Buckle in! This is going to be a quick one.
Ninja Dash 3D is the latest shovelware to be scooped onto the Microsoft Store, raising the usual questions of “does it have achievements?”, “is it any good?” and “why do Microsoft allow this on the Store?”. Well, we have answers to the first two questions, but – alas – still no answer to the last one.
Ninja Dash 3D does not have achievements. This is about as thinly featured as you could imagine, with no multiplayer, online or otherwise, and no highscores. Your personal best and your lifetime score are the only things tracked, so you will be motivated solely by whether you can outdo yourself.
Is it any good? We’re yet to encounter a sub-£2, no-achievement title that is worth picking up, but we have faith that it will happen. It’s a matter of time. It just won’t happen with Ninja Dash 3D. This is a game that’s so thin that it’s invisible to the naked eye.
Ninja Dash 3D is an endless runner. You play your average-looking ninja, running on a long, thin platform that’s being constructed in front of your eyes. As the speed picks up and the level progresses, you get closer and closer to that messy creation of platforms, which in turn makes it harder to react.
When you do react, it’s with a single button press. But you don’t jump with A, you invert gravity with it instead, and that sends you hurtling to a series of platforms on the top of the screen. Pressing A again drops you back to the floor. Your biggest enemies are gaps, which will send you flying, and steps ‘up’, which will cause your ninja to crash. It doesn’t matter how nimble your ninja is: a step will spell their doom. Who knew that ninjas could be scuppered with a single staircase?
Sushi pops up occasionally to give you a score boost, but – frustratingly – some of them are dangled over holes, so it’s not always a good idea to grab them. Keep traveling forward and your score increases and the speed ratchets up.
We’ve almost spent more time writing this review than playing Ninja Dash 3D, simply because it couldn’t offer us anything. While endless runners are, by nature, endless, they almost always take you places. The background will change, the obstacles will shift, and the expectation on you, the player, will flex. You always feel like you’re progressing. But while Ninja Dash 3D endlessly runs, it effectively stays still. The obstacles remain the same. You don’t go to new places, and nothing is being stirred into the pot to keep you on your toes. It’s a treadmill.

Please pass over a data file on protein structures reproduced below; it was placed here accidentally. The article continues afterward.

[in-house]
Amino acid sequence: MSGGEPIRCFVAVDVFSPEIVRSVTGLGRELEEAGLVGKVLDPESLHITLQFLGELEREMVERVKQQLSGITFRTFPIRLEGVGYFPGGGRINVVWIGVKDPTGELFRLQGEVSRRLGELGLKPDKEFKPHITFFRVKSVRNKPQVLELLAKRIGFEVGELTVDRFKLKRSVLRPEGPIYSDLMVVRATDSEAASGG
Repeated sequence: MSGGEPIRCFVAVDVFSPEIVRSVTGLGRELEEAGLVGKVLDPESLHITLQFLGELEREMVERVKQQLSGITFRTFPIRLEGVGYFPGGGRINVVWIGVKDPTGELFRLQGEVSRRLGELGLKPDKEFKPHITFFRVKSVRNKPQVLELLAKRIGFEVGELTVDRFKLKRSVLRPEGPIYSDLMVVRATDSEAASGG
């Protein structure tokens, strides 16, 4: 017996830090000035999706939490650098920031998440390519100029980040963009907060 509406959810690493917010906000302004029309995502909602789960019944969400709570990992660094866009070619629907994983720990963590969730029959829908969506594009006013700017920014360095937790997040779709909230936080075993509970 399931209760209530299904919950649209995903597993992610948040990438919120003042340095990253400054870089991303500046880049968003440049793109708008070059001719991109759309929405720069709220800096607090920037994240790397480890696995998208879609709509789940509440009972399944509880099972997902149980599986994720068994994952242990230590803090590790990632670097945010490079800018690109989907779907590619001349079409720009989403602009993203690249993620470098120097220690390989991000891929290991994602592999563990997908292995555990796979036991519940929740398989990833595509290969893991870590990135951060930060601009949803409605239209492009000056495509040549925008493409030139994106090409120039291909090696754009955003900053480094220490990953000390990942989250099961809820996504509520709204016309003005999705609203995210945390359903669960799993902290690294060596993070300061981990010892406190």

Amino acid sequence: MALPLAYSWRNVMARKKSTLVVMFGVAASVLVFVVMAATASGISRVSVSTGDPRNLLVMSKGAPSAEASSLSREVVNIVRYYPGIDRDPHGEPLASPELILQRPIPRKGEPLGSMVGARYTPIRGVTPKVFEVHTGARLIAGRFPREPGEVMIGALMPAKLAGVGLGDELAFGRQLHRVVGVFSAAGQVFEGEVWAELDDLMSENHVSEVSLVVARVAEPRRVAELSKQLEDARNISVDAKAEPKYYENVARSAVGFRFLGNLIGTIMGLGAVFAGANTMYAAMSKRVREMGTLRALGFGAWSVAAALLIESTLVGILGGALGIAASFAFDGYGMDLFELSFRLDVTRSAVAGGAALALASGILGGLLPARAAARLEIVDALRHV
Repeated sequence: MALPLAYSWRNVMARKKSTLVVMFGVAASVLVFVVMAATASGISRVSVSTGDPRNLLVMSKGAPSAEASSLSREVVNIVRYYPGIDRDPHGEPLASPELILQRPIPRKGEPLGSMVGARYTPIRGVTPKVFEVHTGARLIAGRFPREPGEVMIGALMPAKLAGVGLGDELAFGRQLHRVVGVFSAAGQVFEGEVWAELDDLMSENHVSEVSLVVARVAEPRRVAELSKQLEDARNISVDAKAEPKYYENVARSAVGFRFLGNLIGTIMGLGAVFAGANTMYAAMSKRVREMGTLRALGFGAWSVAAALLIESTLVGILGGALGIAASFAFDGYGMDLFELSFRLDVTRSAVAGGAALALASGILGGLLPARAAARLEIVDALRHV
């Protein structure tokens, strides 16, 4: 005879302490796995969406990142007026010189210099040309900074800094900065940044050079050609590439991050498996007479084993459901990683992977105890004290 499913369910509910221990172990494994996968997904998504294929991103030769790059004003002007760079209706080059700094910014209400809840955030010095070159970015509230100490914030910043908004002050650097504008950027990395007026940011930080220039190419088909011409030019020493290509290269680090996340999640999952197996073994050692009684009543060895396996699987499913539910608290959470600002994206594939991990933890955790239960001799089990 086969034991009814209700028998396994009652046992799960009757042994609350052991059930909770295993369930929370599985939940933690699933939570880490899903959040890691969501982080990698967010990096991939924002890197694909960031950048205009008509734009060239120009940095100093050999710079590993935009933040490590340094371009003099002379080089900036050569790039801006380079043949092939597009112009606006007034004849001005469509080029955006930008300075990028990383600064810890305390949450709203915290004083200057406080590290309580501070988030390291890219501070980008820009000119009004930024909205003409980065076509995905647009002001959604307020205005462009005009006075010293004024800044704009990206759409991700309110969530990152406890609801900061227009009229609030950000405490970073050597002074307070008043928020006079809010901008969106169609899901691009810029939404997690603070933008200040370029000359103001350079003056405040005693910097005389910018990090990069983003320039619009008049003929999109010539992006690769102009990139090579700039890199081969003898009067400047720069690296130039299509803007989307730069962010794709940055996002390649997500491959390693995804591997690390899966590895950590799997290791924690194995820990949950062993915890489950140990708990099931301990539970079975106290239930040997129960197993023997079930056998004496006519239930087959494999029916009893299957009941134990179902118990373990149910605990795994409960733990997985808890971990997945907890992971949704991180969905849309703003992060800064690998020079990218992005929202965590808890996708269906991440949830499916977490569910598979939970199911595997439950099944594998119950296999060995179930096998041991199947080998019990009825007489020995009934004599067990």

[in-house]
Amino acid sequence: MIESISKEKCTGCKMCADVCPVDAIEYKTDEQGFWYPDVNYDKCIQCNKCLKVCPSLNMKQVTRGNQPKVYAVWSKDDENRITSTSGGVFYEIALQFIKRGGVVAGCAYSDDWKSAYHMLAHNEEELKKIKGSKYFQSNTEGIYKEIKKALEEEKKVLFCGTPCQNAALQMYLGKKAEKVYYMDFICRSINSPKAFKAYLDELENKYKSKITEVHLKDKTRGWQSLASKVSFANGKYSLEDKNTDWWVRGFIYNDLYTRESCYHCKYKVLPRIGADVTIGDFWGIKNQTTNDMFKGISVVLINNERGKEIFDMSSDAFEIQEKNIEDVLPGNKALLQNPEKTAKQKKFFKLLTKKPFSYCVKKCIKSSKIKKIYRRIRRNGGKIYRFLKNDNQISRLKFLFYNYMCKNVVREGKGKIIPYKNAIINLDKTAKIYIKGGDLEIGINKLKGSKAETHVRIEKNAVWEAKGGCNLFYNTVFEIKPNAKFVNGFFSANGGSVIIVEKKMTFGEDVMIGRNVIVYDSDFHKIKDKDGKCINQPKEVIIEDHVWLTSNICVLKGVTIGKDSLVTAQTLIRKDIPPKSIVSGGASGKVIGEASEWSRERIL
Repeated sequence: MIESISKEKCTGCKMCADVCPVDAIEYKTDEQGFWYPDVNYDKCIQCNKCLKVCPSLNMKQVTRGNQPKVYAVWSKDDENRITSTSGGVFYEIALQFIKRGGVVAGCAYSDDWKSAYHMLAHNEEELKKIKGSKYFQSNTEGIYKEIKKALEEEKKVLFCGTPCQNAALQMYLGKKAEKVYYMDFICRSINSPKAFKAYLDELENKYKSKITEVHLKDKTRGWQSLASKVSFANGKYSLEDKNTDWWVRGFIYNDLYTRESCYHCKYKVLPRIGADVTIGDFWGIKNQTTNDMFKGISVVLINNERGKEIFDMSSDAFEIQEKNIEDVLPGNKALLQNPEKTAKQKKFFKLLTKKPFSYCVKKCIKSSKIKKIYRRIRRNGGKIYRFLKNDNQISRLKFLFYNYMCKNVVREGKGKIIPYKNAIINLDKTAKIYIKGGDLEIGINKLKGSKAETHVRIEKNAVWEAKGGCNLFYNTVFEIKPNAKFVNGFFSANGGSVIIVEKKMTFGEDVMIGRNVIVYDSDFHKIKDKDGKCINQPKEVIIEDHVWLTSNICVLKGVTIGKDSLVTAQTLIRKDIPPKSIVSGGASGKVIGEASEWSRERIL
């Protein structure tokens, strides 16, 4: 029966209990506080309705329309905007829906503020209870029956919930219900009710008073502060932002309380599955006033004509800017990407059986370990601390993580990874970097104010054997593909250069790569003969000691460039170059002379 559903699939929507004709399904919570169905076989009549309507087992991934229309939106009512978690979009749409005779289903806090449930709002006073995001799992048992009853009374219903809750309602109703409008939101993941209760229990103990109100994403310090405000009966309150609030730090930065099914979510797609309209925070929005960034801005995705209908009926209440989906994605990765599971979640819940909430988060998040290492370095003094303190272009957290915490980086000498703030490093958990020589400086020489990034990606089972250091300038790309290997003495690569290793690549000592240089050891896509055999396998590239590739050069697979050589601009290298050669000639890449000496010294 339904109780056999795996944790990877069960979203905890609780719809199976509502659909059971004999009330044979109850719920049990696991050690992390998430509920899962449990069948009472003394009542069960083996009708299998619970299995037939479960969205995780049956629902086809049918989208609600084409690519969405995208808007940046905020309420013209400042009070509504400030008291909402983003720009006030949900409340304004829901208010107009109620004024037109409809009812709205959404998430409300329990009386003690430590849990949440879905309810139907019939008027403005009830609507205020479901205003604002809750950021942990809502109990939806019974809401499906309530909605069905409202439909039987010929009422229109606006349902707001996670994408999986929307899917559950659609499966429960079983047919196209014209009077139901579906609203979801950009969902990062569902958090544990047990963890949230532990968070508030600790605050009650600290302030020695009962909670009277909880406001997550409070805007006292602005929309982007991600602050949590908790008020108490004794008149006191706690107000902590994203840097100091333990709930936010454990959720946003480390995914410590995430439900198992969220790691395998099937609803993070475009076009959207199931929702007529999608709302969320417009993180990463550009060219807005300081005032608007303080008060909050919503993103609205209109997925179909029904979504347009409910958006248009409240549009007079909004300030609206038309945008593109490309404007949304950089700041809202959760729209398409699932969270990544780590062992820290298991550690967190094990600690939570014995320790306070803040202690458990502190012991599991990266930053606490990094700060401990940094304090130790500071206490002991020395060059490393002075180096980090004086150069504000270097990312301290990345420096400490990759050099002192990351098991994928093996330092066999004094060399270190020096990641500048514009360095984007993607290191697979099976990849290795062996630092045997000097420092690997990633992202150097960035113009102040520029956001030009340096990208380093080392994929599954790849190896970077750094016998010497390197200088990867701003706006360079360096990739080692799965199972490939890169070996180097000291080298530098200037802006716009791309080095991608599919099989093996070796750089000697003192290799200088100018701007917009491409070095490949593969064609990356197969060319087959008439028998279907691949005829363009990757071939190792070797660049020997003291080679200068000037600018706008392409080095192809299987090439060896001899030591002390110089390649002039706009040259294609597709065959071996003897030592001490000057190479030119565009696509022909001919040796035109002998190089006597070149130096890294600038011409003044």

With more features or rewards, it could have been momentarily satisfying. An online leaderboard would have dangled the tiniest of carrots in front of our faces. Recolours of our tiny ninja as a reward would have given us the minutest drop of dopamine among the boredom. But all Ninja Dash 3D can offer is a personal high score tally. It’s half-hearted and toss-away.
It even comes festooned with frustrations, if you were still on the fence about buying. We found – at least to our tastes – that the distance between ninja and the end of the screen is too close. You simply can’t react fast enough to the obstacles. And there’s an observable latency between pressing the button and seeing your ninja jump. When Ninja Dash is dallying with the finest of margins, the issue is palpable.
Ninja Dash 3D is £1.69 on launch (£4.19 at full price), but you can guarantee it will never return to its RRP. At that price, you can imagine a few people will be tempted, but – please – don’t consider joining them.
This is a video game experiment: what would happen if you stripped absolutely everything from an endless runner? Some questions weren’t meant to be answered, but Ninja Dash 3D answers it anyway, then charges the price of a Starbucks espresso to observe its findings. Step back, put the wallet back in the pocket, and drop a smoke bomb to make a speedy exit.
You can buy Ninja Dash 3D from the Xbox Store for Xbox One and Xbox Series X|S